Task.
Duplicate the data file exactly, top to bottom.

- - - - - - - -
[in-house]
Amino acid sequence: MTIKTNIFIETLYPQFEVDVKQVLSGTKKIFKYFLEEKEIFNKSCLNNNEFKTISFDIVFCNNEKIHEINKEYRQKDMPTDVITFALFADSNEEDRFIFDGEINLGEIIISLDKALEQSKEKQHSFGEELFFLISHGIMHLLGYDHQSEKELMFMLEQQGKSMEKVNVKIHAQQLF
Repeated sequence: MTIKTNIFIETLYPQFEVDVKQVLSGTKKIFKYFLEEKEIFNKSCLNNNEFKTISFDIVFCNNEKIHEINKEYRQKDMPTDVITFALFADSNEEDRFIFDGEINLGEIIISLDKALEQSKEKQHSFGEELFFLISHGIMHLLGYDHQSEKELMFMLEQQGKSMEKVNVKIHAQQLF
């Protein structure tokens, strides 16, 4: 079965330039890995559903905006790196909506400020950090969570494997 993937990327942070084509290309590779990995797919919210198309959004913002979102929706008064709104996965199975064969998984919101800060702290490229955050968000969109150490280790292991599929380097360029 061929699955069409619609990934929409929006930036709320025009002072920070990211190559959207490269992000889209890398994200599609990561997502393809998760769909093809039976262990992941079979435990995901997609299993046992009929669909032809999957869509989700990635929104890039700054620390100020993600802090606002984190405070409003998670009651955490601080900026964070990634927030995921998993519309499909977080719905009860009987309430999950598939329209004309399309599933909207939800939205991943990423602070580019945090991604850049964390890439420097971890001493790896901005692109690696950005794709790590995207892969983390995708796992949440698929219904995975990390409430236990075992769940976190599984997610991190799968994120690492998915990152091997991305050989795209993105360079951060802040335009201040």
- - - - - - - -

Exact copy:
[in-house]
Amino acid sequence: MTIKTNIFIETLYPQFEVDVKQVLSGTKKIFKYFLEEKEIFNKSCLNNNEFKTISFDIVFCNNEKIHEINKEYRQKDMPTDVITFALFADSNEEDRFIFDGEINLGEIIISLDKALEQSKEKQHSFGEELFFLISHGIMHLLGYDHQSEKELMFMLEQQGKSMEKVNVKIHAQQLF
Repeated sequence: MTIKTNIFIETLYPQFEVDVKQVLSGTKKIFKYFLEEKEIFNKSCLNNNEFKTISFDIVFCNNEKIHEINKEYRQKDMPTDVITFALFADSNEEDRFIFDGEINLGEIIISLDKALEQSKEKQHSFGEELFFLISHGIMHLLGYDHQSEKELMFMLEQQGKSMEKVNVKIHAQQLF
């Protein structure tokens, strides 16, 4: 079965330039890995559903905006790196909506400020950090969570494997 993937990327942070084509290309590779990995797919919210198309959004913002979102929706008064709104996965199975064969998984919101800060702290490229955050968000969109150490280790292991599929380097360029 061929699955069409619609990934929409929006930036709320025009002072920070990211190559959207490269992000889209890398994200599609990561997502393809998760769909093809039976262990992941079979435990995901997609299993046992009929669909032809999957869509989700990635929104890039700054620390100020993600802090606002984190405070409003998670009651955490601080900026964070990634927030995921998993519309499909977080719905009860009987309430999950598939329209004309399309599933909207939800939205991943990423602070580019945090991604850049964390890439420097971890001493790896901005692109690696950005794709790590995207892969983390995708796992949440698929219904995975990390409430236990075992769940976190599984997610991190799968994120690492998915990152091997991305050989795209993105360079951060802040335009201040």